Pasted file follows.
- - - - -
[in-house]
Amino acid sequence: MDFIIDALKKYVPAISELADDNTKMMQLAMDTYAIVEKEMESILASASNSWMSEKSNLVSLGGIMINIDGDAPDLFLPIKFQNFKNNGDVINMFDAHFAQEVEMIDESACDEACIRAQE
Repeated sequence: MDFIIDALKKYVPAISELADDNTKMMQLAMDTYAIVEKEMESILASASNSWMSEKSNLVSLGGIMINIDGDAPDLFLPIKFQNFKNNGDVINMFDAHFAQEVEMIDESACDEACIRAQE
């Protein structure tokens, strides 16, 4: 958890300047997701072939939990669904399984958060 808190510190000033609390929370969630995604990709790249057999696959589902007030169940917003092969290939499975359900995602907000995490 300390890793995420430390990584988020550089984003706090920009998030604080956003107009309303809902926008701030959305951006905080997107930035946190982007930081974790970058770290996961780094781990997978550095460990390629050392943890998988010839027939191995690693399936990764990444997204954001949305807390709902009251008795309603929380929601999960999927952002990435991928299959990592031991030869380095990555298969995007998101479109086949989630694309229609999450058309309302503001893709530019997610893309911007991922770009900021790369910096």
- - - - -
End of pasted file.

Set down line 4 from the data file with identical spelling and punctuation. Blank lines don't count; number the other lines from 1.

């Protein structure tokens, strides 16, 4: 958890300047997701072939939990669904399984958060 808190510190000033609390929370969630995604990709790249057999696959589902007030169940917003092969290939499975359900995602907000995490 300390890793995420430390990584988020550089984003706090920009998030604080956003107009309303809902926008701030959305951006905080997107930035946190982007930081974790970058770290996961780094781990997978550095460990390629050392943890998988010839027939191995690693399936990764990444997204954001949305807390709902009251008795309603929380929601999960999927952002990435991928299959990592031991030869380095990555298969995007998101479109086949989630694309229609999450058309309302503001893709530019997610893309911007991922770009900021790369910096």